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Audit: Postal Service contract truckers had their kids riding along

Watchdog finds safety and security breaches along highway routes

USPS pushed back on safety recommendations offered by the OIG. (Photo: Jim Allen/FreightWaves)

WASHINGTON — Carriers and owner-operators hired by the U.S. Postal Service to handle the agency’s highway freight have been red-flagged by auditors for safety and security violations, including having unauthorized family members riding along in their trucks.

The audit, conducted from February through September 2023 by the Postal Service’s Office of Inspector General (OIG), was designed to assess the Postal Service’s transportation workplace safety and driver security by looking at eight Processing and Distribution Centers (P&DCs) nationwide.

The OIG focused on both highway contract routes (HCRs) and Postal Vehicle Service (PVS) drivers. HCRs are long-haul routes contracted to private trucking companies to carry mail between designated points.

PVS drivers, in contrast, are Postal Service employees who haul mail among processing facilities, inner-city delivery offices and local businesses within a 50-mile radius.

“We found the Postal Service did not obtain security clearances for contract drivers, contract drivers did not have valid and properly displayed identification badges, and proper forms were not always completed to document badge irregularities,” according to OIG’s audit.

“Additionally, the Postal Service did not comply with safety and security policies for securing transported mail or cargo, nor with motor vehicle accident observation guidelines. Also, safety and security maintenance items were not executed timely to make necessary repairs to facilities.

“When the Postal Service does not enforce proper safety and security measures, there is an increased risk of lost, damaged, or stolen mail and an increased risk of accidents and injuries to employees.”

In particular, OIG auditors were informed during interviews that HCR drivers brought unauthorized people without valid ID badges — including family members — into secured areas of Postal Service facilities.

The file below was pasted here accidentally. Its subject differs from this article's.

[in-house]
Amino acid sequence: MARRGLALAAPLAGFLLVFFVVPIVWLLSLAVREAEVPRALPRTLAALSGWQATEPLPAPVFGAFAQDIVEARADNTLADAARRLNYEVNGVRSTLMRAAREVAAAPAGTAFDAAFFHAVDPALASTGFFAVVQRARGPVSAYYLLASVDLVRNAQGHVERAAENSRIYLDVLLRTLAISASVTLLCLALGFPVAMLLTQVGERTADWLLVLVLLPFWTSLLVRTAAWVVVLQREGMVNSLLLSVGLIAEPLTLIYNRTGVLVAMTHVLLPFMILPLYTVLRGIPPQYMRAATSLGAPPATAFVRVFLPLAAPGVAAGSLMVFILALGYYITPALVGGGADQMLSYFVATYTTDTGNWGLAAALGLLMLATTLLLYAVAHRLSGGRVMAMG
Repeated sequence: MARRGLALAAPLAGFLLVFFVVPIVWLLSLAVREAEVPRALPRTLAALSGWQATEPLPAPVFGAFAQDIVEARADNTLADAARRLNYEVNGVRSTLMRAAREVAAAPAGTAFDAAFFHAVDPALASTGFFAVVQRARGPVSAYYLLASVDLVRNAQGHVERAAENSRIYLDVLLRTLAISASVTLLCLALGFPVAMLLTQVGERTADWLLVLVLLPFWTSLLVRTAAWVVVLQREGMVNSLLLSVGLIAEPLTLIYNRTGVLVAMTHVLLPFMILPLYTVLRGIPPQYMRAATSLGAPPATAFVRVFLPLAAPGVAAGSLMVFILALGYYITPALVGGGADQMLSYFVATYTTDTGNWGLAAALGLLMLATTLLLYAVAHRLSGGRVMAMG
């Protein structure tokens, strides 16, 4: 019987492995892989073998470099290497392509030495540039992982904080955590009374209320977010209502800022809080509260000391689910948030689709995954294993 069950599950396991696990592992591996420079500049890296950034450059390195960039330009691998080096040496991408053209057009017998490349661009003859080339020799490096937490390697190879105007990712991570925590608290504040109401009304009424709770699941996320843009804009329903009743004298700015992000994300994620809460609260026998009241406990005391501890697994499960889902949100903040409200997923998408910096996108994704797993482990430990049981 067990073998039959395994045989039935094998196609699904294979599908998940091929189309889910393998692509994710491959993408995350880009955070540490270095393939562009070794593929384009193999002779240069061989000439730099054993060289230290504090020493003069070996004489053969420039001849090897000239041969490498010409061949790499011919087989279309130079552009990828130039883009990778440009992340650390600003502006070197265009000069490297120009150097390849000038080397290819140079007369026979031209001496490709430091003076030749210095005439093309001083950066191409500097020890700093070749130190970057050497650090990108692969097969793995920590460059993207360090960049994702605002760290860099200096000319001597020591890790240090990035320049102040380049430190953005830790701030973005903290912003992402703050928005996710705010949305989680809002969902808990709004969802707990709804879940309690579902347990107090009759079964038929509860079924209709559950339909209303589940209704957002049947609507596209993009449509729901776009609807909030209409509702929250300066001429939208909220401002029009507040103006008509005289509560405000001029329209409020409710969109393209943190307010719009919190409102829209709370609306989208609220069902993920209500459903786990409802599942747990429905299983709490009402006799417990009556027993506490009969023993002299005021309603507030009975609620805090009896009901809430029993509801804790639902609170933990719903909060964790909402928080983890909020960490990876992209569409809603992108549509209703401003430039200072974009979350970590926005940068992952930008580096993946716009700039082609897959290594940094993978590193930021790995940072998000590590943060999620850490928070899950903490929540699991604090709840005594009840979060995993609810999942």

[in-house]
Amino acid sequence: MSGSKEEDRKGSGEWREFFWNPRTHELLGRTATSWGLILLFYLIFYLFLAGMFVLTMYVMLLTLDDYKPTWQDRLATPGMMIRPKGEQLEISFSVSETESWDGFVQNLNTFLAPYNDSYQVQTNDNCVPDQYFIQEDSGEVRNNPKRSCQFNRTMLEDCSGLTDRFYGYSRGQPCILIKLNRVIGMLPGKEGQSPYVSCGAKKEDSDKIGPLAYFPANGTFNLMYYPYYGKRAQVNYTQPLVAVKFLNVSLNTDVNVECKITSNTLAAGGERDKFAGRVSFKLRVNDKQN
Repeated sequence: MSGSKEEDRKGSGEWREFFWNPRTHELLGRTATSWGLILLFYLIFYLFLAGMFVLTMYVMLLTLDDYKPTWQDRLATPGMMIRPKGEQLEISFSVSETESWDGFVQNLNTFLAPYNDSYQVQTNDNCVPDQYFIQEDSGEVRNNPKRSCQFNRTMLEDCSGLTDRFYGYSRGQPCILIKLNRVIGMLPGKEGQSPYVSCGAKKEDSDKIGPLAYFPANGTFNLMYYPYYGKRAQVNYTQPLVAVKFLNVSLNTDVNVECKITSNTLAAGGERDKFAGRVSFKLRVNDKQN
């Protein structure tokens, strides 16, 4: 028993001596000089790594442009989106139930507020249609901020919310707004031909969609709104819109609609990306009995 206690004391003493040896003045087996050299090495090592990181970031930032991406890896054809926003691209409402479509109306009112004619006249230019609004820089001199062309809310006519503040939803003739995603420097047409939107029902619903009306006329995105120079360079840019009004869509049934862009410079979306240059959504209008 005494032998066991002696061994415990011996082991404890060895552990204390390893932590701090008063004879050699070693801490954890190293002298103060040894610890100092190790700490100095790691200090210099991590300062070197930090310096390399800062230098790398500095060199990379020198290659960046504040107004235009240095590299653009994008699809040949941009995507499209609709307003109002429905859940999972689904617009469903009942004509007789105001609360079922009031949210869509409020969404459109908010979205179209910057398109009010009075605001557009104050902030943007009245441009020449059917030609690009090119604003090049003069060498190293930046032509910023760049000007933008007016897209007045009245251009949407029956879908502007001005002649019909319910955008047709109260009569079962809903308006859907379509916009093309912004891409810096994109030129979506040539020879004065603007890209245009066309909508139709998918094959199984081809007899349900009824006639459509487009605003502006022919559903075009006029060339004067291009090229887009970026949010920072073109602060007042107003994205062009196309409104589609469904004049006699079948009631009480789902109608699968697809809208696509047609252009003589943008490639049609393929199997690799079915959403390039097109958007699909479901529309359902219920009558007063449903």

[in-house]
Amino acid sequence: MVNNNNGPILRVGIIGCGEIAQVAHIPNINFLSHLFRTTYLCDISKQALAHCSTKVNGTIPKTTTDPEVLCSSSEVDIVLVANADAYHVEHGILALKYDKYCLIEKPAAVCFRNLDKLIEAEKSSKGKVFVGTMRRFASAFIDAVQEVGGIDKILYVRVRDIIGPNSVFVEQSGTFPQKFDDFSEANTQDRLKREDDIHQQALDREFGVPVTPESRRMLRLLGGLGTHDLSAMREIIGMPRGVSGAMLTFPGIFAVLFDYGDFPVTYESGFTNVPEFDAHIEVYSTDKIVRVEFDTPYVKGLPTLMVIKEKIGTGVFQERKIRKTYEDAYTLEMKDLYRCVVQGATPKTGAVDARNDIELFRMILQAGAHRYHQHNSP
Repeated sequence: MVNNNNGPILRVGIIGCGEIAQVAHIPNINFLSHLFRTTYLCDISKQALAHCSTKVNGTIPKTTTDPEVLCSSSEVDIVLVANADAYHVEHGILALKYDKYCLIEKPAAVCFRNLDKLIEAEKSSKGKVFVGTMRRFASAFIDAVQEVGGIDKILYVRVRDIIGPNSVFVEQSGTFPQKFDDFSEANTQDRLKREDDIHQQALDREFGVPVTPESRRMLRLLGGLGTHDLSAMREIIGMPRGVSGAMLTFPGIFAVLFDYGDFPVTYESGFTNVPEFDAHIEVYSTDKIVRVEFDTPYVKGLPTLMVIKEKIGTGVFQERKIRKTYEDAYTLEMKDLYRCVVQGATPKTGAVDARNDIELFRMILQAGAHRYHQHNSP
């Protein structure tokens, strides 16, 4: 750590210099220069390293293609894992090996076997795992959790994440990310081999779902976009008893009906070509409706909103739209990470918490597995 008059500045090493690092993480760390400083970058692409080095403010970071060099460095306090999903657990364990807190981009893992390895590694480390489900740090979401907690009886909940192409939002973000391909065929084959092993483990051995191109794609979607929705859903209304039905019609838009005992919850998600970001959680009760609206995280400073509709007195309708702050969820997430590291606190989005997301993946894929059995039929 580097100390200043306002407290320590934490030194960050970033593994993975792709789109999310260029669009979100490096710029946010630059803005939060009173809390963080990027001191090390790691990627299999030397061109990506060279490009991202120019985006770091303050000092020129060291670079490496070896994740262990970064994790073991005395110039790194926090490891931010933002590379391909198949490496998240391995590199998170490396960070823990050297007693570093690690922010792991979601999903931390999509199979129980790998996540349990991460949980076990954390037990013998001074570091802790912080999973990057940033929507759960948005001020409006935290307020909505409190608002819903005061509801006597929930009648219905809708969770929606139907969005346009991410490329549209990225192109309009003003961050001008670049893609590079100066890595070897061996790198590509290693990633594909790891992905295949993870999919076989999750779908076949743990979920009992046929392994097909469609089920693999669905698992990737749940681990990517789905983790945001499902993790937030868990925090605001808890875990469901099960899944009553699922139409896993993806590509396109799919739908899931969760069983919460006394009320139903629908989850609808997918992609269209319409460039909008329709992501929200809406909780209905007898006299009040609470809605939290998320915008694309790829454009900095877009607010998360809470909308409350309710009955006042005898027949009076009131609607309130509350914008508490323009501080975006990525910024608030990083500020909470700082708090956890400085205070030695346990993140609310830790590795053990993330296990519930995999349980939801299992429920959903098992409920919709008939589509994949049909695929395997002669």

“For example, at the Los Angeles P&DC, local management expressed concerns about HCR drivers carrying their children in their trucks. Also, at the Knoxville [Tennessee] P&DC, we found a driver with his child sitting inside the truck. Postal Service regulations allow only authorized employees with valid badges to enter Postal Service properties.”

Among five security-related recommendations, the OIG advised Robert Cintron, the Postal Service’s vice president of logistics, to develop and put in place an action plan with milestones and goals to address all HCR security clearance status issues identified during the OIG’s site observations.

The OIG also recommended that Cintron require periodic reviews by management “to confirm all drivers have current security clearance documents, and create a follow-up process to timely address any identified issues.”

Auditors also found that both HCR and PVS drivers did not consistently follow the safety and security policies and procedures for securing and transporting mail. For example, wheel chocks are required to prevent trailers from rolling away, straps are required to secure mail, locks are required on trailer doors, and seals are required for HCR long-haul trips.